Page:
The Lemon Collective. 3015 Georgia Ave., NW;

The lounge space at Anacostia Arts Center. Photo courtesy of Anacostia Arts Center.

Anacostia Arts Center

A conglomerate of art exhibitions, boutiques, independently owned shops, a lounge area and a café, Anacostia Arts Center was created in 2013 to support the economic development of the neighborhood. But, over the past couple years, the lounge area—a space you pass through to get to the rest of the building—has morphed into a co-working spot.

“People started using it as a hang-out place first, and then once they discovered the free wifi, they started bringing in their laptops. You’ll sometimes see artists sketching in here, too,” Camille Kashaka, the center’s director, says.

The room has huge bay windows and skylights, and on the walls, artwork from rotating exhibits, making it an inspiring environment for getting work done. You can stop by anytime during business hours to use the space for free, and the in-building café sells coffee, tea, and snacks.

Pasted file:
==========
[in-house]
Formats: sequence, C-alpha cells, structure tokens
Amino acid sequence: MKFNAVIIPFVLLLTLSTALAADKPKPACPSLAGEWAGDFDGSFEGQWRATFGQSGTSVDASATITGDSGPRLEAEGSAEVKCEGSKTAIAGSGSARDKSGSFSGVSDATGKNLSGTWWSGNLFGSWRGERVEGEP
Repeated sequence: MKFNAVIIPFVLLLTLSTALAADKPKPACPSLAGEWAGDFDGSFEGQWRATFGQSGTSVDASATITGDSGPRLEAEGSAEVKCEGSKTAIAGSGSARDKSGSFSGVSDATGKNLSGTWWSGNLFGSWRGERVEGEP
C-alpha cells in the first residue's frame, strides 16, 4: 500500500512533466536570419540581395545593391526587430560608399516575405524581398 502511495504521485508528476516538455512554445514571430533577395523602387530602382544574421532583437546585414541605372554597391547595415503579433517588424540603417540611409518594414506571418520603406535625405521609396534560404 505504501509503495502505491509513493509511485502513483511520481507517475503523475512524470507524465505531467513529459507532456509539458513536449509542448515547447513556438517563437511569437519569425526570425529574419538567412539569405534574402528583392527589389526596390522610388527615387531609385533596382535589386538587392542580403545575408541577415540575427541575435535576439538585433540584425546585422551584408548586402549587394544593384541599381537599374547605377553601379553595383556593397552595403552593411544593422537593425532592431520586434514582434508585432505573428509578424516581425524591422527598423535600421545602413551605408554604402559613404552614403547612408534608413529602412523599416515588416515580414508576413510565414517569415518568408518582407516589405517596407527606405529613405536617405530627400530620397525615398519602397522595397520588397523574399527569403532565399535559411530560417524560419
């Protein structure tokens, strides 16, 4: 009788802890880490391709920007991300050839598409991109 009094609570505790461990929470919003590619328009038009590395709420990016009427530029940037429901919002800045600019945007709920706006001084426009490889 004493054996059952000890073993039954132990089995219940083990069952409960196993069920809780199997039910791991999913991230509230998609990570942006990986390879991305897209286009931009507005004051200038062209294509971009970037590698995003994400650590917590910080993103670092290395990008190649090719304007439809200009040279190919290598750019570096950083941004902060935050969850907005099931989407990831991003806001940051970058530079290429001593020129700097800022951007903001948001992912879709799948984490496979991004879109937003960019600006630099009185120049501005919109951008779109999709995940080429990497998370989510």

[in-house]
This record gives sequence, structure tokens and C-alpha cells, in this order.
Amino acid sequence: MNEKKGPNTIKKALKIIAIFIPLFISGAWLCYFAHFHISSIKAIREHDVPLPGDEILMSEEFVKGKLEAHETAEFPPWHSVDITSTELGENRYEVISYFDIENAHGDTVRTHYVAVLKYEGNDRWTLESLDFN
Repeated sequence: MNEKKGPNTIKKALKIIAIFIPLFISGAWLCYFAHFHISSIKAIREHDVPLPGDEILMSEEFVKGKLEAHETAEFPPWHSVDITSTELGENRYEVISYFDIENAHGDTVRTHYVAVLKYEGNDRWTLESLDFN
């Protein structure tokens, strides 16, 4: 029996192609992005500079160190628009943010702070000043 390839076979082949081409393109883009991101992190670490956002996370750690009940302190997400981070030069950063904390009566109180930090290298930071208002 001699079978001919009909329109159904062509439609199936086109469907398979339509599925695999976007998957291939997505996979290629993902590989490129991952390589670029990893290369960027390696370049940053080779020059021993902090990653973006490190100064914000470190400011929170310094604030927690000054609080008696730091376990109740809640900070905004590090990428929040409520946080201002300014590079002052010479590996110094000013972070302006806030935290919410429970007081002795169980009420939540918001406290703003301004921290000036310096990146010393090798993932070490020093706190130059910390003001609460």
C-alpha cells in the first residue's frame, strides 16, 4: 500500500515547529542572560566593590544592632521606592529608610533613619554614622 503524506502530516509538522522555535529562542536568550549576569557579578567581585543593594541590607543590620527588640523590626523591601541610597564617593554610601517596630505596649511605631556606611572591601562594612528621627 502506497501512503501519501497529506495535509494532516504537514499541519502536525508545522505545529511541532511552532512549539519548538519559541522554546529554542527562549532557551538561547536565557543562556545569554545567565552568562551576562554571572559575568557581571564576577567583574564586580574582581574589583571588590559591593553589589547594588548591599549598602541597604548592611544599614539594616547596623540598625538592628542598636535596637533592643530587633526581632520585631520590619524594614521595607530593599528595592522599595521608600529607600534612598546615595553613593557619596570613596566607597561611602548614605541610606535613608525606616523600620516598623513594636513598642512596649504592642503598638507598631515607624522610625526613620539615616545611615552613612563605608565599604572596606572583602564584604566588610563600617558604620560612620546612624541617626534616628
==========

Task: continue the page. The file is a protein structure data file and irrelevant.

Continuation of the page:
Anacostia Arts Center. 1231 Good Hope Road, SE; 202-631-6291

The conference room at BUREAU, a new co-working space for women in Adams Morgan. Photo by Reema Desai.


If you combine a home, an art studio, and a co-working and events space all designed with women in mind, you get BUREAU, a new spot that opened this past April in Adams Morgan. It’s the creation of interior designer Kerra Michele Huerta, who used to love working from home, but also didn’t so much like being around the “distractions of home, like laundry,” she says.